The European Market Infrastructure Regulation (“EMIR”), providing for the regulation of derivatives in the EU, has been in force since 2012, and rules requiring reporting of derivative transactions to trade repositories started to be phased in from early 2014. In April 2015, the European Securities and Markets Authority (“ESMA”) announced its plans for a single access point for trade repository data under EMIR. The facility will be called the Trade Repositories Project and will provide ESMA and national competent authorities with immediate access to 300 million weekly reports on derivatives contracts received from 5,000 different counterparties across the EU trade repositories, all through a single platform. It is assumed that data submitted will not be accessible to market participants other than ESMA and the 27 national competent authorities, although questions remain around what the regulators will do with the data once received. The project is expected to go live in 2016, with the aim of bringing transparency and clarity to the EMIR trade reporting mandate. Furthermore, in November 2015, ESMA published an update of the existing technical standards on EMIR reporting. The updated technical standards aim to address the shortcomings and limitations in EMIR reporting that have come to light since its implementation by instituting a more consistent and harmonised approach to population of data fields and reporting of complex derivatives. The final draft technical standards have been sent to the Commission, which has three months within which to endorse them, and then, if approved by the European Parliament and the Council of the EU, these may take effect in 2016.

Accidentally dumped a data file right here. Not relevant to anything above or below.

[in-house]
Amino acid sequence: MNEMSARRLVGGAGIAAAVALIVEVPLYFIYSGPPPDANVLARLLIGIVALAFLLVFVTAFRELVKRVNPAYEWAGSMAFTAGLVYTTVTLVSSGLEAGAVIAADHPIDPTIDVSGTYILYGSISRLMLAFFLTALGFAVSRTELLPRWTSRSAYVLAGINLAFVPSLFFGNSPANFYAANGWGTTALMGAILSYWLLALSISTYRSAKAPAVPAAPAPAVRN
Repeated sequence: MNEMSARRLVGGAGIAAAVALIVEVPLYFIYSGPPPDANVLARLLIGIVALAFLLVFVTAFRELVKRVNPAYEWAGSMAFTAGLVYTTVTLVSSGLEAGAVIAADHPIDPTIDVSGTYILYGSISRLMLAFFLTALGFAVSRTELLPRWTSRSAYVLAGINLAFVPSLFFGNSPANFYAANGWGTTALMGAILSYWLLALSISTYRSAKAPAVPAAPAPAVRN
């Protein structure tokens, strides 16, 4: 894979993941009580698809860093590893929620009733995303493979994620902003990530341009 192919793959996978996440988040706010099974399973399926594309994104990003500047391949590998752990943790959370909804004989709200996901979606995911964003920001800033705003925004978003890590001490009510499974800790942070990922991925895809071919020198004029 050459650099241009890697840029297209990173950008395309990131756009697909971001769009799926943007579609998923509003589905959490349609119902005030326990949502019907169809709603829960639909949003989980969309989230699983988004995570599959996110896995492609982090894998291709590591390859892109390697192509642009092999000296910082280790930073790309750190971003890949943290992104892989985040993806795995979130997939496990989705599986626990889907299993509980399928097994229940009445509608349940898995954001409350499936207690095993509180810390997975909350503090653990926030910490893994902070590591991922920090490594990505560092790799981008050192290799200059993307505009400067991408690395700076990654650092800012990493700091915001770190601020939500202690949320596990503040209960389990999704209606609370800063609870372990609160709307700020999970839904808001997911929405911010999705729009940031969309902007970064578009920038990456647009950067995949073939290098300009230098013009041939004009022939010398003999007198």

From June 2016, mandatory central clearing for OTC interest rate swaps denominated in euros, pounds sterling, Japanese yen and US dollars will apply, following publication of the final draft regulatory standards (“RTS”) relating to these currencies in the Official Journal of the EU (the “OJ”) on 1 December 2015. The classes of derivatives covered by this obligation will be plain vanilla interest rate basis swap derivatives, fixed-to-float swaps, forward rate agreements and overnight index swaps. The clearing obligations will be applied to four different categories of counterparties, each with different phase-in periods in order to give smaller market participants additional time to begin complying. The clearing obligation for Category 1 counterparties (clearing members) will take effect on 21 June 2016 and for Category 2 counterparties (other financial counterparties or alternative investment funds (AIFs) with outstanding trades with a gross notional amount exceeding EUR8bn) on 21 December 2016. The obligations for Category 3 (other financial counterparties or AIFs) and Category 4 (all other non-financial counterparties) counterparties will take effect in 2017 and 2018 respectively. In addition to this, in November 2015, ESMA published a final report setting out additional draft regulatory technical standards which propose mandatory clearing for interest rate derivatives denominated in Norwegian krone, Polish zloty and Swedish krona. This draft has been sent to the Commission, who have three months within which to endorse it, after which there will be a period of scrutiny by the European Parliament and the Council of the EU before it can then be published in the OJ. We may, therefore, see mandatory clearing introduced for these currencies in 2016.